Coronavirus outbreak

Coronavirus: China's new cases ease, but world still on alert

A customer placing money into a container on a stick held out by an employee at a restaurant in Beijing yesterday, while food is passed to customers along a makeshift ramp, in a bid to minimise contact as China deals with the coronavirus outbreak. A
A customer placing money into a container on a stick held out by an employee at a restaurant in Beijing yesterday, while food is passed to customers along a makeshift ramp, in a bid to minimise contact as China deals with the coronavirus outbreak. PHOTO: REUTERS
A customer placing money into a container on a stick held out by an employee at a restaurant in Beijing yesterday, while food is passed to customers along a makeshift ramp, in a bid to minimise contact as China deals with the coronavirus outbreak. A
A boy having his temperature checked at a road block in Guangzhou, in China's Guangdong province, on Monday. China yesterday reported its lowest number of new coronavirus cases in nearly two weeks.PHOTO: EPA-EFE

Global expert warns outbreak just beginning elsewhere in the world, as virus spreads

BEIJING • China yesterday reported its lowest number of new coronavirus cases in nearly two weeks, lending weight to a forecast by its foremost medical adviser that the outbreak may end around April, but a global expert warned it was only beginning elsewhere.

The 2,015 new confirmed cases took China's total to 44,653.

That was the lowest daily rise since Jan 30 which saw an increase of 1,982 cases from the previous day.

The latest figures came a day after leading epidemiologist Zhong Nanshan forecast the epidemic would peak in China this month before subsiding.

"I hope this outbreak or this event may be over by something like April," Prof Zhong, who is leading a government-appointed panel of experts to help control the virus outbreak, told Reuters on Tuesday.

"We don't know why it's so contagious, so that's a big problem," said Prof Zhong, who helped identify flaws in China's emergency response systems during the 2002 to 2003 severe acute respiratory syndrome (Sars) crisis.

He said there was a gradual reduction in new cases in the southern province of Guangdong where he is based, and also in Zhejiang province and elsewhere. "So that's good news for us."

He said he was basing the forecast on mathematical modelling, recent events and government action.

His comments gave some balm to public fears and to markets, where global stocks surged to record highs on hopes of an end to disruption in the world's second-largest economy.

But an Australian infectious diseases expert said that while it may be peaking in China, this was not the case beyond.

"It has spread to other places where it's the beginning of the outbreak," Professor Dale Fisher, head of the Global Outbreak Alert and Response Network coordinated by the World Health Organisation (WHO), said in an interview in Singapore.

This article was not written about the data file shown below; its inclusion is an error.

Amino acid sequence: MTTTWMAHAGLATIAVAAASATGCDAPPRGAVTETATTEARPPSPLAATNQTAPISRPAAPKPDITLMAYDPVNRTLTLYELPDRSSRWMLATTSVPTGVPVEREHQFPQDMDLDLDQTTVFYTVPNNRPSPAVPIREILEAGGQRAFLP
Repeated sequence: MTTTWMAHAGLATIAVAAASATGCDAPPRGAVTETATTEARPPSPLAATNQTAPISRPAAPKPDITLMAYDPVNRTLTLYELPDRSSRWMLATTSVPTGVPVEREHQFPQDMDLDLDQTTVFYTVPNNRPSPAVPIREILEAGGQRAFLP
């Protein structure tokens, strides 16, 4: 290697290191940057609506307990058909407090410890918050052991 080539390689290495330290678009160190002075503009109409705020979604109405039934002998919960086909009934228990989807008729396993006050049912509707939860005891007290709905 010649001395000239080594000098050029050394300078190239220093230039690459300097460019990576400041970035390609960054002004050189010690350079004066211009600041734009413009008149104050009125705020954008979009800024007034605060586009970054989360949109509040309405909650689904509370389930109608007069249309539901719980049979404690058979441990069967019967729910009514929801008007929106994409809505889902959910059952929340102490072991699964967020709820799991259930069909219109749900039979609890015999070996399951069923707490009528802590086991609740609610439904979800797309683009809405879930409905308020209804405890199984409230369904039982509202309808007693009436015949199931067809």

"In Singapore, we are at the beginning of the outbreak," he noted.

"I'd be pretty confident though that eventually every country will have a case," he added.

TOO EARLY TO SAY

I think it's far too premature to say that.... We've just got to watch the data very closely over the coming weeks before we make any predictions.

AUSTRALIA'S CHIEF MEDICAL OFFICER BRENDAN MURPHY, on a leading epidemiologist's forecast that the epidemic would peak in China this month before subsiding.

Singapore has 50 cases. Hundreds of infections have also been reported in dozens of countries and territories. Two people have died outside mainland China: one in Hong Kong and one in the Philippines.

Asked about Prof Zhong's prediction, Australia's chief medical officer Brendan Murphy said: "I think it's far too premature to say that."

"We've just got to watch the data very closely over the coming weeks before we make any predictions," he told the Australian Broadcasting Corporation, while praising China's "herculean efforts" to contain the virus.

China's latest figures showed that the number of deaths on the mainland rose by 97 to 1,113 by the end of Tuesday.

Prof Zhong also said on Tuesday that caution is needed as there is not enough evidence to regard 24 days as the longest incubation period for the virus, China's official Xinhua news agency reported.

Only one in a sample of 1,099 patients infected with the virus was found to have an incubation period of as many as 24 days, he noted.

The median incubation period is three days, less than the estimated 5.2 days, according to research conducted by Prof Zhong and his team.

The findings were published on Sunday on medRxiv, the free online archive and distribution server for complete but unpublished medical papers. The research is based on a sample of 1,099 coronavirus patients selected from 552 hospitals across China. The median age of the patients was 47.

"The information in the paper should not be over-interpreted," Prof Zhong noted.

REUTERS, CHINA DAILY/ ASIA NEWS NETWORK

A version of this article appeared in the print edition of The Straits Times on February 13, 2020, with the headline 'China's new cases ease, but world still on alert'. Print Edition | Subscribe